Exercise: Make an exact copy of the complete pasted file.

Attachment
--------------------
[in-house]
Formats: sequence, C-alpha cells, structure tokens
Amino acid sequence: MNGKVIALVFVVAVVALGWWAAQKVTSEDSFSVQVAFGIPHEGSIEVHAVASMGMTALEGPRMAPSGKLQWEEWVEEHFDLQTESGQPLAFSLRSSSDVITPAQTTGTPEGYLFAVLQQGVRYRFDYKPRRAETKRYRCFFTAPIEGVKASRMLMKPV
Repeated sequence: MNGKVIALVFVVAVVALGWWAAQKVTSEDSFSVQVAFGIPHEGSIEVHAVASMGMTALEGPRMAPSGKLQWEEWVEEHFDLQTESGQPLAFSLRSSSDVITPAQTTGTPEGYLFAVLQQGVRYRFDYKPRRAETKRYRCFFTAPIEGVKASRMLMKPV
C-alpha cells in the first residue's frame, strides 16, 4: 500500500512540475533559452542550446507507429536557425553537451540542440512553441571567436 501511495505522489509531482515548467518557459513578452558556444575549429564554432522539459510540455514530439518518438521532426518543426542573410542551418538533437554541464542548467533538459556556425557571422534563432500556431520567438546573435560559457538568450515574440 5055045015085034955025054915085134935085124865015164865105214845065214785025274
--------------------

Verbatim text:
[in-house]
Formats: sequence, C-alpha cells, structure tokens
Amino acid sequence: MNGKVIALVFVVAVVALGWWAAQKVTSEDSFSVQVAFGIPHEGSIEVHAVASMGMTALEGPRMAPSGKLQWEEWVEEHFDLQTESGQPLAFSLRSSSDVITPAQTTGTPEGYLFAVLQQGVRYRFDYKPRRAETKRYRCFFTAPIEGVKASRMLMKPV
Repeated sequence: MNGKVIALVFVVAVVALGWWAAQKVTSEDSFSVQVAFGIPHEGSIEVHAVASMGMTALEGPRMAPSGKLQWEEWVEEHFDLQTESGQPLAFSLRSSSDVITPAQTTGTPEGYLFAVLQQGVRYRFDYKPRRAETKRYRCFFTAPIEGVKASRMLMKPV
C-alpha cells in the first residue's frame, strides 16, 4: 500500500512540475533559452542550446507507429536557425553537451540542440512553441571567436 501511495505522489509531482515548467518557459513578452558556444575549429564554432522539459510540455514530439518518438521532426518543426542573410542551418538533437554541464542548467533538459556556425557571422534563432500556431520567438546573435560559457538568450515574440 5055045015085034955025054915085134935085124865015164865105214845065214785025274